I think that may be spot on because, if you look at the pedigrees of most, if not all, of the executive staff, you'll probably find that they do not come from the community, and did not rise to their positions through the ranks of the Airstream company. I have met many of them, past and present employees, and believe this to be accurate. I also believe most of the production, and repair staff to be from the Jackson Center area, or nearby communities. Many are long term employees, but get their direction from management. Anyone who implies that the production problems at Airstream are because of under skilled, or under educated employees may be off base. I suppose there are different kinds of smart. I managed and worked with employees with master's and doctoral degrees and the smartest person I ever met was a friend of my grandfather who had a sixth grade education. Hey, that's my opinion. I'm told everyone has them.

While out in Jackson Center last week, I had an interesting encounter at a nearby campground. While in line to dump the tanks, we were approached by a very nice lady with two young kids. She asked us if we liked our Airstream. I know this has happened to many of us Airstream owners. Of course, we said we loved it, and that we had two of them. She gave an audible sigh of relief, and told us that she and her husband both worked at Airstream. I told her that she seemed relieved at our answer, and she told me that sometimes the answer isn't always as positive as ours. The best part... she and her husband owned an Airstream, and they were on vacation at the campground with their grandchildren. It was a vintage, but I was still encouraged that an employee really likes the product, and obviously took pride in their work.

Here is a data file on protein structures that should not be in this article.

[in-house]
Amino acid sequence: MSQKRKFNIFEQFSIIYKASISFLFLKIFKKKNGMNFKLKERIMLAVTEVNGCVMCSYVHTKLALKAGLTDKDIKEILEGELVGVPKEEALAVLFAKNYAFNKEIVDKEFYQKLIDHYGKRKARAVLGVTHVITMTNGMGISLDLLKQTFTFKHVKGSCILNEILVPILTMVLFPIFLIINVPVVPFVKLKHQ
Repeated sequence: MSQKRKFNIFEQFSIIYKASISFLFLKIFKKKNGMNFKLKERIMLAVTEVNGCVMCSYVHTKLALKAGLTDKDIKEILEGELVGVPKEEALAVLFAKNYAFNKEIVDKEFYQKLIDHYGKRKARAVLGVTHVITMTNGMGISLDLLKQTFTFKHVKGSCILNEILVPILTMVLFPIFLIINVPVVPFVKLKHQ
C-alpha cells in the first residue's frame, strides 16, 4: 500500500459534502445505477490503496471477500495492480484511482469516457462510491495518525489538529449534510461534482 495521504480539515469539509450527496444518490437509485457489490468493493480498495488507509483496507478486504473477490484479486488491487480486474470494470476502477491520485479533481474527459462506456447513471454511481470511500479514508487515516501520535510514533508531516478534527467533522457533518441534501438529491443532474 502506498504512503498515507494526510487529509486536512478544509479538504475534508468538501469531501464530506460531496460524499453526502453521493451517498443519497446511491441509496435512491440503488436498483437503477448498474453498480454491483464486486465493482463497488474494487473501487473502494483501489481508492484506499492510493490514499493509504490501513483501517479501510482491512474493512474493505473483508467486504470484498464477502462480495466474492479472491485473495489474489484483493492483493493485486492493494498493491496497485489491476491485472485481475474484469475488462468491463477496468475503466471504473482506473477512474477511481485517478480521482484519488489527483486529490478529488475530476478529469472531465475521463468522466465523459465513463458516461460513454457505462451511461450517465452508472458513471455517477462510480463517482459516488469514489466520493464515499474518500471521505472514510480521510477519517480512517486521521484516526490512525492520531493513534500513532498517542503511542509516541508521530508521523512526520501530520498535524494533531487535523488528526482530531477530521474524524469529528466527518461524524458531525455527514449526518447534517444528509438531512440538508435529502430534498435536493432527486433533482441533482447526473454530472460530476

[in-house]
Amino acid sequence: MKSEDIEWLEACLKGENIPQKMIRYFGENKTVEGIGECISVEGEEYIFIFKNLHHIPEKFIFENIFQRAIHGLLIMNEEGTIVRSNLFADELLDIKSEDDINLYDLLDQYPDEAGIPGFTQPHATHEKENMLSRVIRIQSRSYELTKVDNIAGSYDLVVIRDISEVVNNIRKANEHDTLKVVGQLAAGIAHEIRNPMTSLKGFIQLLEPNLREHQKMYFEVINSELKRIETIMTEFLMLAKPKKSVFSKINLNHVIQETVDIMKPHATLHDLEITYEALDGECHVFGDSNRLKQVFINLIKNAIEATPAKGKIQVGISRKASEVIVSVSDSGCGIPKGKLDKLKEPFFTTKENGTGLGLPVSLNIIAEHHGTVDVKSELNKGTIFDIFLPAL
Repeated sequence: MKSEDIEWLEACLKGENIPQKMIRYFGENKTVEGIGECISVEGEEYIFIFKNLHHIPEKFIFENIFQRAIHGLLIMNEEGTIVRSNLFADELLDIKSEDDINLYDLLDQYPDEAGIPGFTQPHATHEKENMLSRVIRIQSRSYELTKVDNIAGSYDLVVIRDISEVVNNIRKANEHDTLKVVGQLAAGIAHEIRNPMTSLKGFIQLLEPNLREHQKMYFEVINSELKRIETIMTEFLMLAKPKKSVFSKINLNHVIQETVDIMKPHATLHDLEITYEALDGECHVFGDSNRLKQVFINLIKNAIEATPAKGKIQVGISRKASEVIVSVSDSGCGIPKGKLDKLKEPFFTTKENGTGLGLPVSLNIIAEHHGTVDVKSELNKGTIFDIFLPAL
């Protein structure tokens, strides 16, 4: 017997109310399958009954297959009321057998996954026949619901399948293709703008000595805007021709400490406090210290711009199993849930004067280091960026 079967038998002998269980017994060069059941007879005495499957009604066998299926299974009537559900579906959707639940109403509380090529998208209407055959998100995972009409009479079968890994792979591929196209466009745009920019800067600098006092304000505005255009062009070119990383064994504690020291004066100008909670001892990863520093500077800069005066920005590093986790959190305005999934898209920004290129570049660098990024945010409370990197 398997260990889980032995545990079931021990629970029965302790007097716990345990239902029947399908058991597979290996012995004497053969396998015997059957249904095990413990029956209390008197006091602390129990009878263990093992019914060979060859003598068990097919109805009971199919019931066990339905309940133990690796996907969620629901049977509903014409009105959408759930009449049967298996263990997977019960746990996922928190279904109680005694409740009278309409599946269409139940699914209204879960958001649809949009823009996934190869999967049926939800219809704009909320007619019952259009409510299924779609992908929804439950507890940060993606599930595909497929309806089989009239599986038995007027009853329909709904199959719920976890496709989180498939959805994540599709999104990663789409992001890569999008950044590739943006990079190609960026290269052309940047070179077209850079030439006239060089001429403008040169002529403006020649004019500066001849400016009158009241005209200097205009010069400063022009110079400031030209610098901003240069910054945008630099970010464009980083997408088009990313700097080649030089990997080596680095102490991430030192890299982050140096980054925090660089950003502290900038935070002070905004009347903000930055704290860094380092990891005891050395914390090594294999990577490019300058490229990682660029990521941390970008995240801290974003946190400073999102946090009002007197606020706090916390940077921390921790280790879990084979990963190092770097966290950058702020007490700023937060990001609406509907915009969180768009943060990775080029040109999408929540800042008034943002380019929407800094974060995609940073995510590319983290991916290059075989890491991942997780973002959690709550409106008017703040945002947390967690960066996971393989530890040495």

__________________

__________________
2005 Bambi
1968 Trade Wind
2007 Ford F250 4x4 Crew
WDCU
SilverRanger is offline  
Closed Thread


Currently Active Users Viewing This Thread: 1 (0 members and 1 guests)
 
Thread Tools Search this Thread
Search this Thread:

Advanced Search
Display Modes

Posting Rules
You may not post new threads
You may not post replies
You may not post attachments
You may not edit your posts

BB code is On
Smilies are On
[IMG] code is On
HTML code is Off
Trackbacks are Off
Pingbacks are Off
Refbacks are Off



Virginia Campgrounds

Reviews provided by




Copyright 2002- Social Knowledge, LLC All Rights Reserved.

All times are GMT -6. The time now is 09:59 AM.


Powered by vBulletin® Version 3.8.8 Beta 1
Copyright ©2000 - 2017, Jelsoft Enterprises Ltd.

Airstream is a registered trademark of Airstream Inc. All rights reserved. Airstream trademark used under license to Social Knowledge LLC.